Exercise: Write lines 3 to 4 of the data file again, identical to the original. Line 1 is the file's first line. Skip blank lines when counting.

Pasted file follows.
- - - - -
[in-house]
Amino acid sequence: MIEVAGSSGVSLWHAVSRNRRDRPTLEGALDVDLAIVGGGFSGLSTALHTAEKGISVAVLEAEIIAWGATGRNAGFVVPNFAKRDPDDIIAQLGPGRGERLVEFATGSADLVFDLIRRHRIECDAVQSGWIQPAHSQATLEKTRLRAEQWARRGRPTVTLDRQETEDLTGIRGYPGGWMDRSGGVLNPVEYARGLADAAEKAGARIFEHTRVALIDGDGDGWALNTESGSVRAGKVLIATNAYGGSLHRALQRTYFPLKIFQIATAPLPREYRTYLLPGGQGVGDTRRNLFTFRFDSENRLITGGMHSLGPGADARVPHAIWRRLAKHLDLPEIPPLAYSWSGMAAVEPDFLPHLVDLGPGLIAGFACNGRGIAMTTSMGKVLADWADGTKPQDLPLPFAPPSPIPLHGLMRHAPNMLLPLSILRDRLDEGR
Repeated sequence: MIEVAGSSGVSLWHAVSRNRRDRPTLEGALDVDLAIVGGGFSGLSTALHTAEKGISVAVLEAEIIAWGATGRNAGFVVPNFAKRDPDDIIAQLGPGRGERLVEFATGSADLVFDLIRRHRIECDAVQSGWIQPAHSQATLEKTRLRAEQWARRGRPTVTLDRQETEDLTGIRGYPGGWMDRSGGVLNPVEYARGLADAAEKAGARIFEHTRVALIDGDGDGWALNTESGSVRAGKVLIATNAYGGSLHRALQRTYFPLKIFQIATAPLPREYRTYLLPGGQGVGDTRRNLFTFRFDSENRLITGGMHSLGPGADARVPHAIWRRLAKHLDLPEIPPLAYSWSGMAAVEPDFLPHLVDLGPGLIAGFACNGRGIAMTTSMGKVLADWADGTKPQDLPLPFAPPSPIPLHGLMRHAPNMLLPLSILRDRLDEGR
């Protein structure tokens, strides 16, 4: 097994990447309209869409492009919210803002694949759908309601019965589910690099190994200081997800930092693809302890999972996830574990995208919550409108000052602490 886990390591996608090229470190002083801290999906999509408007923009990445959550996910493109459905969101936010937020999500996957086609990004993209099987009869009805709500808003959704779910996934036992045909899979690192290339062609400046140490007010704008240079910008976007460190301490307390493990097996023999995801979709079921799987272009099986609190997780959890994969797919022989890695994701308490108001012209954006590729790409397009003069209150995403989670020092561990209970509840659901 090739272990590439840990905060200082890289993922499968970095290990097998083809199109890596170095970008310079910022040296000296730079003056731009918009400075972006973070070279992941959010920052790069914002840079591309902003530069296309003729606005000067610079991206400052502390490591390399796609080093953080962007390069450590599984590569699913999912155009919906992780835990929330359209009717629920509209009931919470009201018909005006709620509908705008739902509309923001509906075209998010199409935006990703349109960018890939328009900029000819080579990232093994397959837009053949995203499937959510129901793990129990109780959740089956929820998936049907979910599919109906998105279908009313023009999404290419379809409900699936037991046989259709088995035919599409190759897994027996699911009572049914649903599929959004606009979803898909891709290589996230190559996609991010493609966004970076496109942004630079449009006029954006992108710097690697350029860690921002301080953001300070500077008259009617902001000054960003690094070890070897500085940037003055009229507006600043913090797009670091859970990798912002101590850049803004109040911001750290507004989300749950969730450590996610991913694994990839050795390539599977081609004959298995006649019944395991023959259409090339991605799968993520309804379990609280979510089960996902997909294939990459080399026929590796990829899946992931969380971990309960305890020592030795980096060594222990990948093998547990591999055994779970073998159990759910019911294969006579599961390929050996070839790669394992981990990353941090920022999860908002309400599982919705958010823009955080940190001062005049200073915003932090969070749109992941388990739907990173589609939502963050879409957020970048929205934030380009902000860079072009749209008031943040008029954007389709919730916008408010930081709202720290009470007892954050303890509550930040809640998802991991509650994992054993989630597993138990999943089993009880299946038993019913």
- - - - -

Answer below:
Repeated sequence: MIEVAGSSGVSLWHAVSRNRRDRPTLEGALDVDLAIVGGGFSGLSTALHTAEKGISVAVLEAEIIAWGATGRNAGFVVPNFAKRDPDDIIAQLGPGRGERLVEFATGSADLVFDLIRRHRIECDAVQSGWIQPAHSQATLEKTRLRAEQWARRGRPTVTLDRQETEDLTGIRGYPGGWMDRSGGVLNPVEYARGLADAAEKAGARIFEHTRVALIDGDGDGWALNTESGSVRAGKVLIATNAYGGSLHRALQRTYFPLKIFQIATAPLPREYRTYLLPGGQGVGDTRRNLFTFRFDSENRLITGGMHSLGPGADARVPHAIWRRLAKHLDLPEIPPLAYSWSGMAAVEPDFLPHLVDLGPGLIAGFACNGRGIAMTTSMGKVLADWADGTKPQDLPLPFAPPSPIPLHGLMRHAPNMLLPLSILRDRLDEGR
């Protein structure tokens, strides 16, 4: 097994990447309209869409492009919210803002694949759908309601019965589910690099190994200081997800930092693809302890999972996830574990995208919550409108000052602490 886990390591996608090229470190002083801290999906999509408007923009990445959550996910493109459905969101936010937020999500996957086609990004993209099987009869009805709500808003959704779910996934036992045909899979690192290339062609400046140490007010704008240079910008976007460190301490307390493990097996023999995801979709079921799987272009099986609190997780959890994969797919022989890695994701308490108001012209954006590729790409397009003069209150995403989670020092561990209970509840659901 090739272990590439840990905060200082890289993922499968970095290990097998083809199109890596170095970008310079910022040296000296730079003056731009918009400075972006973070070279992941959010920052790069914002840079591309902003530069296309003729606005000067610079991206400052502390490591390399796609080093953080962007390069450590599984590569699913999912155009919906992780835990929330359209009717629920509209009931919470009201018909005006709620509908705008739902509309923001509906075209998010199409935006990703349109960018890939328009900029000819080579990232093994397959837009053949995203499937959510129901793990129990109780959740089956929820998936049907979910599919109906998105279908009313023009999404290419379809409900699936037991046989259709088995035919599409190759897994027996699911009572049914649903599929959004606009979803898909891709290589996230190559996609991010493609966004970076496109942004630079449009006029954006992108710097690697350029860690921002301080953001300070500077008259009617902001000054960003690094070890070897500085940037003055009229507006600043913090797009670091859970990798912002101590850049803004109040911001750290507004989300749950969730450590996610991913694994990839050795390539599977081609004959298995006649019944395991023959259409090339991605799968993520309804379990609280979510089960996902997909294939990459080399026929590796990829899946992931969380971990309960305890020592030795980096060594222990990948093998547990591999055994779970073998159990759910019911294969006579599961390929050996070839790669394992981990990353941090920022999860908002309400599982919705958010823009955080940190001062005049200073915003932090969070749109992941388990739907990173589609939502963050879409957020970048929205934030380009902000860079072009749209008031943040008029954007389709919730916008408010930081709202720290009470007892954050303890509550930040809640998802991991509650994992054993989630597993138990999943089993009880299946038993019913």